Athletics

New Cardinals OF Marcell Ozuna takes jab at A's during media event

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AP

New Cardinals OF Marcell Ozuna takes jab at A's during media event

While expressing his happiness to be with his new team, Cardinals outfielder Marcell Ozuna took a swipe at the A’s during a media function in St. Louis on Sunday.

Ozuna’s name, you’ll remember, swirled in trade rumors earlier this offseason that he might be dealt from the Miami Marlins to Oakland. Instead, the two-time All-Star was traded to St. Louis, making him one of several big-name players Miami has shipped off as it looks to slash payroll.

While attending the Cardinals’ Winter Warm-Up event to preview this season, Ozuna was asked what it was like being dealt to a team that’s more focused on winning right away as opposed to the rebuilding Marlins.

“I feel happy about that,” Ozuna responded. “First thing when I heard they were trying to trade me to the Oakland A’s, I say … (long pause) Well, I say ‘God, please leave me over here.’ Then I heard they trade me to the Cardinals, I say ‘OK, thanks.’”

Ouch.

Well, it’s not the first time such an insult has been hurled the A’s way, whether directly or indirectly. Last winter, it came out that Matt Holliday — who spent part of 2009 with Oakland — had a no-trade clause included in his contract with the Yankees that prohibited him from being traded only to the A’s.

Is it surprising to hear Ozuna volunteer his thoughts about the A’s in a public forum? Perhaps.

Is it a shock that he’d feel that way in the first place? Definitely not.

It’s no secret the A’s reputation is one of a team that’s always looking to trade its best veteran players rather than spend the money to sign them long term. It’s also common knowledge that they play in an outdated ballpark that’s considered the worst in the majors.

No question, those are the dominant thoughts of players on the other 29 teams when they think of the A’s. And there’s no quick fix to that. National perception is tough to alter.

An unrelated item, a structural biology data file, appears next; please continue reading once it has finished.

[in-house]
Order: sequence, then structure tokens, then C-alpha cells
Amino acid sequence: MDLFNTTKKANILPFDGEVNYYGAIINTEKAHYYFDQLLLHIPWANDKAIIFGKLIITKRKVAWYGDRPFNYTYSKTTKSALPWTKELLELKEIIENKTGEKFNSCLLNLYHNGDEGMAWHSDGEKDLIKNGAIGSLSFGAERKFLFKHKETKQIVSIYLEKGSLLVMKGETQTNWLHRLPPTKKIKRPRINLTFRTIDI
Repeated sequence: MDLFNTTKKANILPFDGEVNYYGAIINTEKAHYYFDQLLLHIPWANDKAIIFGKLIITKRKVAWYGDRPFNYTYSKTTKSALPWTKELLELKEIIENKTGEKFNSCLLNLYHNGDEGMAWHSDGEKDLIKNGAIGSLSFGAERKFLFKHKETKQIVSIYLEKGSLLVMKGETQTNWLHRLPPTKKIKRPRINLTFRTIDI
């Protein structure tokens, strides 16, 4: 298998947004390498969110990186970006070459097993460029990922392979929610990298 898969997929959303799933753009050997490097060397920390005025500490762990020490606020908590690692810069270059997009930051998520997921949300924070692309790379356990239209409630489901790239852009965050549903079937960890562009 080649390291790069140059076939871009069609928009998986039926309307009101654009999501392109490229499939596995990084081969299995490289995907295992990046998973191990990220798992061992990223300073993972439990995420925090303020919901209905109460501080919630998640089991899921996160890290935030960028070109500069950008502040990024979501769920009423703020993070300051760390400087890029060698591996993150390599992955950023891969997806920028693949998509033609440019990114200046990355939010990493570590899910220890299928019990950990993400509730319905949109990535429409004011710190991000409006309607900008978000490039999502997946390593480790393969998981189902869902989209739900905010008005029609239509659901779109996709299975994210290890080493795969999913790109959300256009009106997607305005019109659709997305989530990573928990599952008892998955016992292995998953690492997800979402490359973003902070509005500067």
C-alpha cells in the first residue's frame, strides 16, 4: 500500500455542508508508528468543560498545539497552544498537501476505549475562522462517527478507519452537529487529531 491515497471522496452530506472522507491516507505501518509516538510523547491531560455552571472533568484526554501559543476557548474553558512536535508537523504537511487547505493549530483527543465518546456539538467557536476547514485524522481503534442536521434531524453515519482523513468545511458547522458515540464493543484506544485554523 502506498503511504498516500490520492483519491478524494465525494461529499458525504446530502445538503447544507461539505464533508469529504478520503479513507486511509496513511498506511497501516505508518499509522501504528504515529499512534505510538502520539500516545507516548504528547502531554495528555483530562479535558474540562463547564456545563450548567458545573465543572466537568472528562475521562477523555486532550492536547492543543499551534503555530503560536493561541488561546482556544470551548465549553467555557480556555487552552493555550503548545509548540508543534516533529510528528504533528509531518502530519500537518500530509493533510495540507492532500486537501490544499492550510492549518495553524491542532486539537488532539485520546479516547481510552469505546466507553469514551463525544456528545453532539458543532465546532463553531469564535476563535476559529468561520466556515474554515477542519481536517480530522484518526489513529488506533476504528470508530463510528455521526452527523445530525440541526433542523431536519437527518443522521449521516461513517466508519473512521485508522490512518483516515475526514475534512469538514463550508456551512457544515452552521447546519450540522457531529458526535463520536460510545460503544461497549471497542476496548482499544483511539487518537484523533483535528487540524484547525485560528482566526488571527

“Why doesn’t ownership just start spending more money on payroll?” you might ask. “That’s the best way to change perception.”

No arguments there, but we know from the past that isn’t going to happen. Clearly, majority owner John Fisher isn’t going to spend more freely on payroll — especially with the A’s being cut off from MLB’s revenue sharing system — unless he sees the potential for other forms of revenue to stream in.

It all points back to the critical need for the A’s to identify a ballpark site and begin construction on a new home. That will send a message around the majors that a plan is in motion, that better days are ahead.

Until then, the A’s can expect to absorb the occasional jab like that delivered by Ozuna. On the bright side for Oakland fans, they might have just identified Public Enemy No. 2, a player who can slot in right behind Holliday as their favorite opponent to vilify.

Watch Khris Davis' three-run ninth-inning home run give A's tie in Japan

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USATSI

Watch Khris Davis' three-run ninth-inning home run give A's tie in Japan

Bob Melvin has seen this before. Even in Japan, Khris Davis is clutch.

With two outs and the A's down 6-3 in the ninth inning, Davis smashed a three-run homer over the left field wall to tie it up at 6-6 at the Tokyo Dome. The exhibition against the Nippon Ham-Fighters prevents extra innings and ended in a tie. 

"I literally said, 'I've seen this happen before,'" A's manager Melvin said to reporters after the game. 

The tie ended the A's exhibition series against the Fighters before their Opening Series games start against the Mariners. Oakland won the first exhibition, 5-1.

Davis was the hero, but Matt Chapman was the A's best player once again in the tie. Chapman went 2-for-2 with a walk, and went 5-for-5 in the two exhibition games.